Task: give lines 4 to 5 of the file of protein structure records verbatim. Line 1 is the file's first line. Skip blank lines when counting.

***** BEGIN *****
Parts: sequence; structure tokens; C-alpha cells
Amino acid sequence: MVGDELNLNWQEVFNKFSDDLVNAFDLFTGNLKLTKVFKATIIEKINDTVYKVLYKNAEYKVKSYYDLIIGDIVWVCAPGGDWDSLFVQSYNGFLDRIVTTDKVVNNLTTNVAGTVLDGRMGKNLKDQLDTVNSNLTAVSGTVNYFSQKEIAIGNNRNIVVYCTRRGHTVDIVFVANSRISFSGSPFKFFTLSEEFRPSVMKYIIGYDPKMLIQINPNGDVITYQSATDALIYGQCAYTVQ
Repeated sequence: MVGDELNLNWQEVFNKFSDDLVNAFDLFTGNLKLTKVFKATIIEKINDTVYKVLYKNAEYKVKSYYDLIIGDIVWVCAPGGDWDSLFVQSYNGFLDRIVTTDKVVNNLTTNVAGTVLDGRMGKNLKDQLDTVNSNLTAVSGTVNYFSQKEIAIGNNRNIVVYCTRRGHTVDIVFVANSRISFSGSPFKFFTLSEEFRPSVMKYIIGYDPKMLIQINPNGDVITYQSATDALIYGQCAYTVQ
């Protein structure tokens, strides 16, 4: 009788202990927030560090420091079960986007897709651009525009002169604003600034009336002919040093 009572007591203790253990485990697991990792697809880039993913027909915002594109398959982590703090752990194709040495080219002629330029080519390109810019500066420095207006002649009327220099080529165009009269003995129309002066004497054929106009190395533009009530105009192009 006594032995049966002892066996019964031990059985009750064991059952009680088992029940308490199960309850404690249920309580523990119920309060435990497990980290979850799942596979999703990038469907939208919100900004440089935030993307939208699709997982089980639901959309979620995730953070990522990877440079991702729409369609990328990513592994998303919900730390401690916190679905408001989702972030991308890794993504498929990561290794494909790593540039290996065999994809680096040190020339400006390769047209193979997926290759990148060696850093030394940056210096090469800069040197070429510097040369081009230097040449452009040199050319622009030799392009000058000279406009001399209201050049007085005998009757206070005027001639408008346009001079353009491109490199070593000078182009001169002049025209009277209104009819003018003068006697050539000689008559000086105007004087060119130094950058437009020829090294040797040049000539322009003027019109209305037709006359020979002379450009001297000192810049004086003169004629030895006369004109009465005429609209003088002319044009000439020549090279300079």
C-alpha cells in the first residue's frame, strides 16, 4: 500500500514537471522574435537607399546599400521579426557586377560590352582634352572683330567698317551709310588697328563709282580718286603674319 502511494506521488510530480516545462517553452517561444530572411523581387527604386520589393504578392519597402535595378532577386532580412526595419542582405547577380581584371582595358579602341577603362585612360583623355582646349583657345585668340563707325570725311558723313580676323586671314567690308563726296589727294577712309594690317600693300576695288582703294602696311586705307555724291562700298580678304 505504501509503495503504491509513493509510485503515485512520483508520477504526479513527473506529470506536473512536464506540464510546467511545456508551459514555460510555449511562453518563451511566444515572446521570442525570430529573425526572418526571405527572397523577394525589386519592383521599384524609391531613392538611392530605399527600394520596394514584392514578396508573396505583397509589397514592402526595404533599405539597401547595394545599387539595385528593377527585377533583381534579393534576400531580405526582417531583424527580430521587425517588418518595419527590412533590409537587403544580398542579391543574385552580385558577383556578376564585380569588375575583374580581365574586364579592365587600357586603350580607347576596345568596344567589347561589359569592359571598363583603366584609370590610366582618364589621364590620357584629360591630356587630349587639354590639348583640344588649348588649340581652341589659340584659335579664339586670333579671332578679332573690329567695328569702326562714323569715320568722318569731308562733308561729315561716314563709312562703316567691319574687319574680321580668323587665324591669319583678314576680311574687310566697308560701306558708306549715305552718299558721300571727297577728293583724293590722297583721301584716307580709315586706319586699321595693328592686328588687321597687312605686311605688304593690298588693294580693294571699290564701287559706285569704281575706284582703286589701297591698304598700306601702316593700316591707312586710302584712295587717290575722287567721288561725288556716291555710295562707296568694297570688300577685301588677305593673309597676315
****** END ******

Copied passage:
């Protein structure tokens, strides 16, 4: 009788202990927030560090420091079960986007897709651009525009002169604003600034009336002919040093 009572007591203790253990485990697991990792697809880039993913027909915002594109398959982590703090752990194709040495080219002629330029080519390109810019500066420095207006002649009327220099080529165009009269003995129309002066004497054929106009190395533009009530105009192009 006594032995049966002892066996019964031990059985009750064991059952009680088992029940308490199960309850404690249920309580523990119920309060435990497990980290979850799942596979999703990038469907939208919100900004440089935030993307939208699709997982089980639901959309979620995730953070990522990877440079991702729409369609990328990513592994998303919900730390401690916190679905408001989702972030991308890794993504498929990561290794494909790593540039290996065999994809680096040190020339400006390769047209193979997926290759990148060696850093030394940056210096090469800069040197070429510097040369081009230097040449452009040199050319622009030799392009000058000279406009001399209201050049007085005998009757206070005027001639408008346009001079353009491109490199070593000078182009001169002049025209009277209104009819003018003068006697050539000689008559000086105007004087060119130094950058437009020829090294040797040049000539322009003027019109209305037709006359020979002379450009001297000192810049004086003169004629030895006369004109009465005429609209003088002319044009000439020549090279300079």
C-alpha cells in the first residue's frame, strides 16, 4: 500500500514537471522574435537607399546599400521579426557586377560590352582634352572683330567698317551709310588697328563709282580718286603674319 502511494506521488510530480516545462517553452517561444530572411523581387527604386520589393504578392519597402535595378532577386532580412526595419542582405547577380581584371582595358579602341577603362585612360583623355582646349583657345585668340563707325570725311558723313580676323586671314567690308563726296589727294577712309594690317600693300576695288582703294602696311586705307555724291562700298580678304 505504501509503495503504491509513493509510485503515485512520483508520477504526479513527473506529470506536473512536464506540464510546467511545456508551459514555460510555449511562453518563451511566444515572446521570442525570430529573425526572418526571405527572397523577394525589386519592383521599384524609391531613392538611392530605399527600394520596394514584392514578396508573396505583397509589397514592402526595404533599405539597401547595394545599387539595385528593377527585377533583381534579393534576400531580405526582417531583424527580430521587425517588418518595419527590412533590409537587403544580398542579391543574385552580385558577383556578376564585380569588375575583374580581365574586364579592365587600357586603350580607347576596345568596344567589347561589359569592359571598363583603366584609370590610366582618364589621364590620357584629360591630356587630349587639354590639348583640344588649348588649340581652341589659340584659335579664339586670333579671332578679332573690329567695328569702326562714323569715320568722318569731308562733308561729315561716314563709312562703316567691319574687319574680321580668323587665324591669319583678314576680311574687310566697308560701306558708306549715305552718299558721300571727297577728293583724293590722297583721301584716307580709315586706319586699321595693328592686328588687321597687312605686311605688304593690298588693294580693294571699290564701287559706285569704281575706284582703286589701297591698304598700306601702316593700316591707312586710302584712295587717290575722287567721288561725288556716291555710295562707296568694297570688300577685301588677305593673309597676315